“We also needed to transform our legacy into a digital business from infrastructure to applications & platforms that are underpinned by a digital architecture blueprint that promotes API decoupling and re-use. We’ve become agile, using DevSecOps in the cloud, organised into tribes and squads. Our mission is to make innovative transformation business as usual. It has to be realistically achievable and effective.”
Jacob’s point is that ‘legacy’ is no longer an excuse for incumbents failing to embrace the digital imperative. All across financial services, you’re seeing some of the largest of the incumbents making real progress in transforming their legacy estate. Innovation faces a completely different set of challenges for the big boys to those faced by the tech startups.
“We have to innovate,” Jacob continued, “and we have to approach it in a different way to a startup. We’re not looking at a clean sheet of paper as they are, nor can we stop serving the customers we already have. Innovation is more of an evolutionary process with dedicated teams engaged in pilots and value-proofing activities to bring into the mainstream. Fortunately, we do have the thought leadership and the capital we need for transforming our business to be competitive in the digital economy. We are also prepared to take a longer term view on the return of our investment.”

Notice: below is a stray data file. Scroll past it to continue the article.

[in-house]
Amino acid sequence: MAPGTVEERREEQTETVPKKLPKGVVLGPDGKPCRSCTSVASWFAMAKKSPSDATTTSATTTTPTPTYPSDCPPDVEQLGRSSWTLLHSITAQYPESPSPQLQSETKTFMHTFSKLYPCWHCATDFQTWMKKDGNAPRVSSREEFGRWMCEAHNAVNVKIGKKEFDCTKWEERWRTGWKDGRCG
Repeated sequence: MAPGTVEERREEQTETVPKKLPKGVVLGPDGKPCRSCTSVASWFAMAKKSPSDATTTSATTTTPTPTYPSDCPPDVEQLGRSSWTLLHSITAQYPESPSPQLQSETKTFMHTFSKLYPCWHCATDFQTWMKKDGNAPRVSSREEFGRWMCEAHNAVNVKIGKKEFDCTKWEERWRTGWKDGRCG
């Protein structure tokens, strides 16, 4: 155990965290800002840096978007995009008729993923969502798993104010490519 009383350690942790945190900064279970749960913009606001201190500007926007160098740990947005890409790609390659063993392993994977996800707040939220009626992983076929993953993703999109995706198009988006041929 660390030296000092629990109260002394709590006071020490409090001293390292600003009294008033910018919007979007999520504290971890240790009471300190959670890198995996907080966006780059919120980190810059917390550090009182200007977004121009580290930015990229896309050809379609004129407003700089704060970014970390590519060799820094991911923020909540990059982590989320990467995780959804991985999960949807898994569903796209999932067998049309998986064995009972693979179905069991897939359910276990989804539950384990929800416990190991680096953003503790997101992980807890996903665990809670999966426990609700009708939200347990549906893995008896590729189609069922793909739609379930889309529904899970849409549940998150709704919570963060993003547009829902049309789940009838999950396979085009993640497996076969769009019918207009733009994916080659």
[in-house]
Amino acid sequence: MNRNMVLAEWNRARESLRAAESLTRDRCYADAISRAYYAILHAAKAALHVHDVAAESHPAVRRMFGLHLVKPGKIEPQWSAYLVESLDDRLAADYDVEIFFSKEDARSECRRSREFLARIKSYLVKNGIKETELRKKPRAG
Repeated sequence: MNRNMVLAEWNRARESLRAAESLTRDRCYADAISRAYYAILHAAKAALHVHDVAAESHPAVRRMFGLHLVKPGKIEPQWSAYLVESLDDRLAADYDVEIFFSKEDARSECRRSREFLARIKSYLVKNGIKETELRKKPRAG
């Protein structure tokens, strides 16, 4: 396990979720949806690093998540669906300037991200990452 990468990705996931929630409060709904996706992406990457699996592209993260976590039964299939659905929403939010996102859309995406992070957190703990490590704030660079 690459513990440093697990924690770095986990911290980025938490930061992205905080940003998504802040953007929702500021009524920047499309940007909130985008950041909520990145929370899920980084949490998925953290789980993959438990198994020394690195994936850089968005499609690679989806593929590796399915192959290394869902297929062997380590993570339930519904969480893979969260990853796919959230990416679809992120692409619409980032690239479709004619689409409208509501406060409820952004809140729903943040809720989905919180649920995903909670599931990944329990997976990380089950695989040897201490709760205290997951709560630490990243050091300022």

To learn more about Jacob’s approach to innovation and transformation, read this recent interview with him that featured in Computing.
A top down approach is essential
What is clear to me from my conversation with Jacob is that the transformation of Allianz is being driven from the top down. This is the Allianz Group CEO’s agenda and, frankly, it’s hard to see how a change of this scale and significance could ever be achieved without it.
Allianz, and all the other enlightened incumbents, may have to deal with the challenge of legacy, but they do have a few positives on their side.